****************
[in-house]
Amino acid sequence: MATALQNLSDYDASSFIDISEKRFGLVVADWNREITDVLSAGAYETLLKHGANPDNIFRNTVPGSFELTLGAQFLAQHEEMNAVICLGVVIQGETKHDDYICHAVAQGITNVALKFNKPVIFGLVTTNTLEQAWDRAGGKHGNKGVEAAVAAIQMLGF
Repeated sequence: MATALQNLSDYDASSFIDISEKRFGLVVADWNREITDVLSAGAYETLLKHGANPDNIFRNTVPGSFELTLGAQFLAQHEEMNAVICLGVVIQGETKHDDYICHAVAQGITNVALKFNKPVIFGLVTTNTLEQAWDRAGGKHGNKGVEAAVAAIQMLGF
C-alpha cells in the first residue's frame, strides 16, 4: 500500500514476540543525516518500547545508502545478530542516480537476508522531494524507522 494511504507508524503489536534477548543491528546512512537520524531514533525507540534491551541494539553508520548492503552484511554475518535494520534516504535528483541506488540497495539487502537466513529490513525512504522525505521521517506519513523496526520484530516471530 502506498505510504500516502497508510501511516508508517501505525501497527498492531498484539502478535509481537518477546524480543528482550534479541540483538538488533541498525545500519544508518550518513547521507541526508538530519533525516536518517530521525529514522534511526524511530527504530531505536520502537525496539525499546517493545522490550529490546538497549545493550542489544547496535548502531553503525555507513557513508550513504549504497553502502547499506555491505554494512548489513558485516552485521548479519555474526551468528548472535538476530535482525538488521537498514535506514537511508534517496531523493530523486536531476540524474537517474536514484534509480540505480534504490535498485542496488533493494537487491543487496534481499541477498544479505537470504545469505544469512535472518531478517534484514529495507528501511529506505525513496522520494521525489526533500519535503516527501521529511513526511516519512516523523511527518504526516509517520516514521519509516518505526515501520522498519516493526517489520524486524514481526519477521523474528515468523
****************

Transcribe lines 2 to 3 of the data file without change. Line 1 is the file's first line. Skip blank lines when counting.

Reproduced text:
Amino acid sequence: MATALQNLSDYDASSFIDISEKRFGLVVADWNREITDVLSAGAYETLLKHGANPDNIFRNTVPGSFELTLGAQFLAQHEEMNAVICLGVVIQGETKHDDYICHAVAQGITNVALKFNKPVIFGLVTTNTLEQAWDRAGGKHGNKGVEAAVAAIQMLGF
Repeated sequence: MATALQNLSDYDASSFIDISEKRFGLVVADWNREITDVLSAGAYETLLKHGANPDNIFRNTVPGSFELTLGAQFLAQHEEMNAVICLGVVIQGETKHDDYICHAVAQGITNVALKFNKPVIFGLVTTNTLEQAWDRAGGKHGNKGVEAAVAAIQMLGF